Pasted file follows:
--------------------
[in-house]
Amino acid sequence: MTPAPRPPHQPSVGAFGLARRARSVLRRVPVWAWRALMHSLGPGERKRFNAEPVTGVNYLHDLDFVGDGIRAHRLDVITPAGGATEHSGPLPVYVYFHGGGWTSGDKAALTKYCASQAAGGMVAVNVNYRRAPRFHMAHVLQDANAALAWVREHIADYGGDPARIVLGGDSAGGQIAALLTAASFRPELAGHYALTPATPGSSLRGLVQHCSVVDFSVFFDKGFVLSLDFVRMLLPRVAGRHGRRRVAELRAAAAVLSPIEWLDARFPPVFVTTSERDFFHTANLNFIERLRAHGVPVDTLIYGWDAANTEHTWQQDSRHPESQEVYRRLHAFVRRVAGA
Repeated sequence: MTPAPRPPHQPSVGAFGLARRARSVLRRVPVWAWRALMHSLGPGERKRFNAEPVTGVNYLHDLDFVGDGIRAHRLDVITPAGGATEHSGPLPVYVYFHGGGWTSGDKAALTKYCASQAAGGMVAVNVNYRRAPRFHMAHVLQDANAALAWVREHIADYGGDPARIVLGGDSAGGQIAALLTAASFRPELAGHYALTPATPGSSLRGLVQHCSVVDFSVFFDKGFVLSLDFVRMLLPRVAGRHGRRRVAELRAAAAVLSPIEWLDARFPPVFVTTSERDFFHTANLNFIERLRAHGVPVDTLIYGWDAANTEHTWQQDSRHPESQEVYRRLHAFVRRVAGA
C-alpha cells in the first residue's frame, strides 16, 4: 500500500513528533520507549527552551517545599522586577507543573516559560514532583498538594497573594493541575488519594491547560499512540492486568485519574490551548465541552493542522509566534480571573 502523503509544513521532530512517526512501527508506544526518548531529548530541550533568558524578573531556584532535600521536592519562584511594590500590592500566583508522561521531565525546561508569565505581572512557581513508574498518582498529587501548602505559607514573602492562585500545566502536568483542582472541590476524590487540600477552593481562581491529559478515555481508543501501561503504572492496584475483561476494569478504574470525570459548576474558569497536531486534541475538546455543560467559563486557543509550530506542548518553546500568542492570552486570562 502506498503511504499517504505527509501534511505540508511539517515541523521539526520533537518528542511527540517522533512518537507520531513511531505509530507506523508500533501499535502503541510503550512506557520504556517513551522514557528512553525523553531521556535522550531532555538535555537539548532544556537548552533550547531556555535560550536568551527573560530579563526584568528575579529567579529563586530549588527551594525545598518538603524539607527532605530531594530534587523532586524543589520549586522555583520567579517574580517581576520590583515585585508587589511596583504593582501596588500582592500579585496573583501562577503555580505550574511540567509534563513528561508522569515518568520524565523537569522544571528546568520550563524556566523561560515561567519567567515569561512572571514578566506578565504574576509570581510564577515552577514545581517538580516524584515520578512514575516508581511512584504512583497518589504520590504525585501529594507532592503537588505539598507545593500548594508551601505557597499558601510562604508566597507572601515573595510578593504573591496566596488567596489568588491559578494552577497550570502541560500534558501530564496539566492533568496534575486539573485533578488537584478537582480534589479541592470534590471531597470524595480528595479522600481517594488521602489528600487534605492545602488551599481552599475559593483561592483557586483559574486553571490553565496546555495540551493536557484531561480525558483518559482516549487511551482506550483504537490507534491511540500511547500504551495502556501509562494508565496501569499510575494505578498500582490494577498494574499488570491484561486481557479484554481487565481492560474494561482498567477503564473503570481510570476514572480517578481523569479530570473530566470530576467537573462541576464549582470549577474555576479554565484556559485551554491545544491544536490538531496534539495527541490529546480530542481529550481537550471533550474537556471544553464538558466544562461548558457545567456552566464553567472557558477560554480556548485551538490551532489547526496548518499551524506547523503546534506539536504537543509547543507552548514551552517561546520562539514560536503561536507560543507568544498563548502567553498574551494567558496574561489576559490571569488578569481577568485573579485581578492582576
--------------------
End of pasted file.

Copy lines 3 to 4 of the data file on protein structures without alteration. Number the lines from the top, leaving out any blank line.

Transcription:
Repeated sequence: MTPAPRPPHQPSVGAFGLARRARSVLRRVPVWAWRALMHSLGPGERKRFNAEPVTGVNYLHDLDFVGDGIRAHRLDVITPAGGATEHSGPLPVYVYFHGGGWTSGDKAALTKYCASQAAGGMVAVNVNYRRAPRFHMAHVLQDANAALAWVREHIADYGGDPARIVLGGDSAGGQIAALLTAASFRPELAGHYALTPATPGSSLRGLVQHCSVVDFSVFFDKGFVLSLDFVRMLLPRVAGRHGRRRVAELRAAAAVLSPIEWLDARFPPVFVTTSERDFFHTANLNFIERLRAHGVPVDTLIYGWDAANTEHTWQQDSRHPESQEVYRRLHAFVRRVAGA
C-alpha cells in the first residue's frame, strides 16, 4: 500500500513528533520507549527552551517545599522586577507543573516559560514532583498538594497573594493541575488519594491547560499512540492486568485519574490551548465541552493542522509566534480571573 502523503509544513521532530512517526512501527508506544526518548531529548530541550533568558524578573531556584532535600521536592519562584511594590500590592500566583508522561521531565525546561508569565505581572512557581513508574498518582498529587501548602505559607514573602492562585500545566502536568483542582472541590476524590487540600477552593481562581491529559478515555481508543501501561503504572492496584475483561476494569478504574470525570459548576474558569497536531486534541475538546455543560467559563486557543509550530506542548518553546500568542492570552486570562 502506498503511504499517504505527509501534511505540508511539517515541523521539526520533537518528542511527540517522533512518537507520531513511531505509530507506523508500533501499535502503541510503550512506557520504556517513551522514557528512553525523553531521556535522550531532555538535555537539548532544556537548552533550547531556555535560550536568551527573560530579563526584568528575579529567579529563586530549588527551594525545598518538603524539607527532605530531594530534587523532586524543589520549586522555583520567579517574580517581576520590583515585585508587589511596583504593582501596588500582592500579585496573583501562577503555580505550574511540567509534563513528561508522569515518568520524565523537569522544571528546568520550563524556566523561560515561567519567567515569561512572571514578566506578565504574576509570581510564577515552577514545581517538580516524584515520578512514575516508581511512584504512583497518589504520590504525585501529594507532592503537588505539598507545593500548594508551601505557597499558601510562604508566597507572601515573595510578593504573591496566596488567596489568588491559578494552577497550570502541560500534558501530564496539566492533568496534575486539573485533578488537584478537582480534589479541592470534590471531597470524595480528595479522600481517594488521602489528600487534605492545602488551599481552599475559593483561592483557586483559574486553571490553565496546555495540551493536557484531561480525558483518559482516549487511551482506550483504537490507534491511540500511547500504551495502556501509562494508565496501569499510575494505578498500582490494577498494574499488570491484561486481557479484554481487565481492560474494561482498567477503564473503570481510570476514572480517578481523569479530570473530566470530576467537573462541576464549582470549577474555576479554565484556559485551554491545544491544536490538531496534539495527541490529546480530542481529550481537550471533550474537556471544553464538558466544562461548558457545567456552566464553567472557558477560554480556548485551538490551532489547526496548518499551524506547523503546534506539536504537543509547543507552548514551552517561546520562539514560536503561536507560543507568544498563548502567553498574551494567558496574561489576559490571569488578569481577568485573579485581578492582576